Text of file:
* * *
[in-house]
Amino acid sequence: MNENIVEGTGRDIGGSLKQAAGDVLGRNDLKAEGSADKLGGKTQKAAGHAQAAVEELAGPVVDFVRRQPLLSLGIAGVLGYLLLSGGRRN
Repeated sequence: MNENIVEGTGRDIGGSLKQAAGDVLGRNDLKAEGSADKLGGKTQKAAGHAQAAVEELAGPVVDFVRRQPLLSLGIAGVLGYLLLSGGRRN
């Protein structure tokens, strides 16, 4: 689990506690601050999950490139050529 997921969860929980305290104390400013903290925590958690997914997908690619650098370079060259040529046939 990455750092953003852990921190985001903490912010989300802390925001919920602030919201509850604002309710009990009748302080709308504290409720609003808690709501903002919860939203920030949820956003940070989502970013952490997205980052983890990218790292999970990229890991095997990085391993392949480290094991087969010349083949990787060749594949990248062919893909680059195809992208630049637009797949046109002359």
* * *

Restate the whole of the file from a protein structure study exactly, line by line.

[in-house]
Amino acid sequence: MNENIVEGTGRDIGGSLKQAAGDVLGRNDLKAEGSADKLGGKTQKAAGHAQAAVEELAGPVVDFVRRQPLLSLGIAGVLGYLLLSGGRRN
Repeated sequence: MNENIVEGTGRDIGGSLKQAAGDVLGRNDLKAEGSADKLGGKTQKAAGHAQAAVEELAGPVVDFVRRQPLLSLGIAGVLGYLLLSGGRRN
């Protein structure tokens, strides 16, 4: 689990506690601050999950490139050529 997921969860929980305290104390400013903290925590958690997914997908690619650098370079060259040529046939 990455750092953003852990921190985001903490912010989300802390925001919920602030919201509850604002309710009990009748302080709308504290409720609003808690709501903002919860939203920030949820956003940070989502970013952490997205980052983890990218790292999970990229890991095997990085391993392949480290094991087969010349083949990787060749594949990248062919893909680059195809992208630049637009797949046109002359």